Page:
There’s Always Gonzalez, Too

If the Red Sox, Mets, and Yankees decide that the cost of acquiring Sosa is too great, they can always talk to Detroit about the very available Juan Gonzalez. The Tigers are determined to trade Gonzalez, who continues to have zero interest in re-signing with the team that calls Comerica Park home. In contrast to the Cubs, the Tigers have a much lower asking price for Gonzalez; they’d be happy to receive one or two prospects in return, as opposed to the three or four the Cubs will command. Gonzalez isn’t quite the player that Sosa is, but let’s not forget that he did hit .326 with 39 home runs and 128 RBIs last season, only one year after winning the American League’s MVP Award.

Stupidity As A Defense

Has an agent or lawyer ever been more brutally honest than Milton Hirsch was in his recent defense of former major league star Pedro Guerrero? In arguing for his client’s innocence on charges of conspiracy to sell $200,000 worth of cocaine, Hirsch stated that "the accusation that Pedro Guerrero could finance and underwrite a drug deal is ludicrous. He doesn’t have the acumen or ability to finance anything more complicated than lunch." Hirsch’s put-down defense of Guerrero, who has an IQ of 70, apparently worked. A jury in Miami acquitted the former Dodgers’ star of the drug-related charge.

Buccing A Managerial Change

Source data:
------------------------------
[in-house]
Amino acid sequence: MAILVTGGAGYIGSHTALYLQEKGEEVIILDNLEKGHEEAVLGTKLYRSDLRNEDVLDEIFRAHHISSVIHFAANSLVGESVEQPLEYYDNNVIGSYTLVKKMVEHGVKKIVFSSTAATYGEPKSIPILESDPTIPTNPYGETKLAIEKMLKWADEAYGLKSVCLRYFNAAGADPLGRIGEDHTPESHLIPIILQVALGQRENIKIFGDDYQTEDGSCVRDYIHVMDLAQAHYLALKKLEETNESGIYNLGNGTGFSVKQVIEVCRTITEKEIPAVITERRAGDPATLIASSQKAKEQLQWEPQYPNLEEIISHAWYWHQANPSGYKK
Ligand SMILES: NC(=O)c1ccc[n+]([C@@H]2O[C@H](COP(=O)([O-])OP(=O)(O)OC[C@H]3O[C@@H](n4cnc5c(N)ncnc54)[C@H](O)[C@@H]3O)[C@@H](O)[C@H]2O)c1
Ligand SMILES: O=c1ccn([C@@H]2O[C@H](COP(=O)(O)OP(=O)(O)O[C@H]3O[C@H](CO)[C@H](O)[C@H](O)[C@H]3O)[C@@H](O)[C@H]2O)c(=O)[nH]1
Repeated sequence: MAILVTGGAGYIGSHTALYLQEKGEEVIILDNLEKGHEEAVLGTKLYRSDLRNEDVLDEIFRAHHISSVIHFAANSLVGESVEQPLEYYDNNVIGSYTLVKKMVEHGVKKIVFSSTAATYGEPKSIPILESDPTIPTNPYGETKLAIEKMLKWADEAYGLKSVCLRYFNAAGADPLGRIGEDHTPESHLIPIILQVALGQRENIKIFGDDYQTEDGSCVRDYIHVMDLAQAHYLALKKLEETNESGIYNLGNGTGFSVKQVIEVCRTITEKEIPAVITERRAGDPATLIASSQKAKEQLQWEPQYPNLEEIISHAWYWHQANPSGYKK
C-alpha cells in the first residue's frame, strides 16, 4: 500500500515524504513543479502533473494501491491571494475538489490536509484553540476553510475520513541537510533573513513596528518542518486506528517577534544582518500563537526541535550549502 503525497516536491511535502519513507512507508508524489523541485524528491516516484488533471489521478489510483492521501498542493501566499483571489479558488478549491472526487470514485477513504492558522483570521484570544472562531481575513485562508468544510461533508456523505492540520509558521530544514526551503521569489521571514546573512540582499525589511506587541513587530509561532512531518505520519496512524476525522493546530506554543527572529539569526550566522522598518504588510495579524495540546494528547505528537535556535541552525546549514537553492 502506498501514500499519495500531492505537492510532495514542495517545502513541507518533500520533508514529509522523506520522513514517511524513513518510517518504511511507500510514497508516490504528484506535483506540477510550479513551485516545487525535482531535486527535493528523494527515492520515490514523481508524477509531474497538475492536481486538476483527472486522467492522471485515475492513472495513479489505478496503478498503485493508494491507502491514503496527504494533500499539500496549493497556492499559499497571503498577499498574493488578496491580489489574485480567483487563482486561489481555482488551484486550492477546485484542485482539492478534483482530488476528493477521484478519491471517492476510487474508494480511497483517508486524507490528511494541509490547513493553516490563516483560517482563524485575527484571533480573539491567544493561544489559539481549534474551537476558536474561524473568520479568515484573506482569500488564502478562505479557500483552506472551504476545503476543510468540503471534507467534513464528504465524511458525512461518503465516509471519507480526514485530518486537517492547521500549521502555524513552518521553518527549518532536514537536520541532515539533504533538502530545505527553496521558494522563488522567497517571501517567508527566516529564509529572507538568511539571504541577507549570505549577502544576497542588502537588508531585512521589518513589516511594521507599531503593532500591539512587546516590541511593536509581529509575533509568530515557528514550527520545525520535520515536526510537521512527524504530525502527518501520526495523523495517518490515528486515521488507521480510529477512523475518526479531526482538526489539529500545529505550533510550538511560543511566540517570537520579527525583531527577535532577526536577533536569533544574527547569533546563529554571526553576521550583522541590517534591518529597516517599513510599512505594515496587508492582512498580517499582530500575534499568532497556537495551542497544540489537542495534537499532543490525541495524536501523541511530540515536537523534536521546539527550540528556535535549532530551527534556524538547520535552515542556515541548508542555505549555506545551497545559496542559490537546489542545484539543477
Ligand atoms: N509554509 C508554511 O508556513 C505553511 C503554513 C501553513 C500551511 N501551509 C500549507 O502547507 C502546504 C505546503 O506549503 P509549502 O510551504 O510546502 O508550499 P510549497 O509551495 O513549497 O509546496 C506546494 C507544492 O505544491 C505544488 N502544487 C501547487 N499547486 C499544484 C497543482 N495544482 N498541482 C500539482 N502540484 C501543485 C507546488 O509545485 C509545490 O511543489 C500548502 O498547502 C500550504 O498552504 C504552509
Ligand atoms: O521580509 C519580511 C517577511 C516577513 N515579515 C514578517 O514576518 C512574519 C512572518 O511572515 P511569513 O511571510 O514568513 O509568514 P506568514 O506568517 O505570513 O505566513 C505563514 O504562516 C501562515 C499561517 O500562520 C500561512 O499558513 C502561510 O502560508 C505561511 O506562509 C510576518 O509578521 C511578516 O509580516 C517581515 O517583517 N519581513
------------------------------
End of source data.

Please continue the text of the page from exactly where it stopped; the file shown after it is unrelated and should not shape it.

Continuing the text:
With the Pirates falling several games below .500, rumors about the managerial future of Gene Lamont have begun to fly. Last week, the Pirates fired base coaches Joe Jones and Jack Lind in reaction to the team’s repeated problems running the bases. Lamont claimed that the firings were his decision, but most managers deplore the idea of changing their coaches in mid-season, so one has to wonder if management didn’t play a part in the moves. This week, Lamont raised eyebrows when he used rookie pitcher Bronson Arroyo as a pinch-hitter for Todd Ritchie in a game the Pirates eventually lost to the Braves. Lamont had fulltime hitters like Bruce Aven and Mike Benjamin available but instead sent up Arroyo, who promptly grounded out. If the Pirates fire Lamont (and we’re not advocating that, since he’s done an excellent job as the successor to the overrated Jim Leyland), they will consider several managerial candidates outside of the organization. One person that Pittsburgh should be targeting is Yankees third base coach Willie Randolph, who actually started his professional career with the Pirates in the early 1970s but was dealt to the Yankees as part of the Dock Ellis-Doc Medich trade. A very smart player throughout his career, Randolph has been ready to manage for awhile now. He narrowly missed out on the Brewers’ job, which went to the equally qualified Davey Lopes.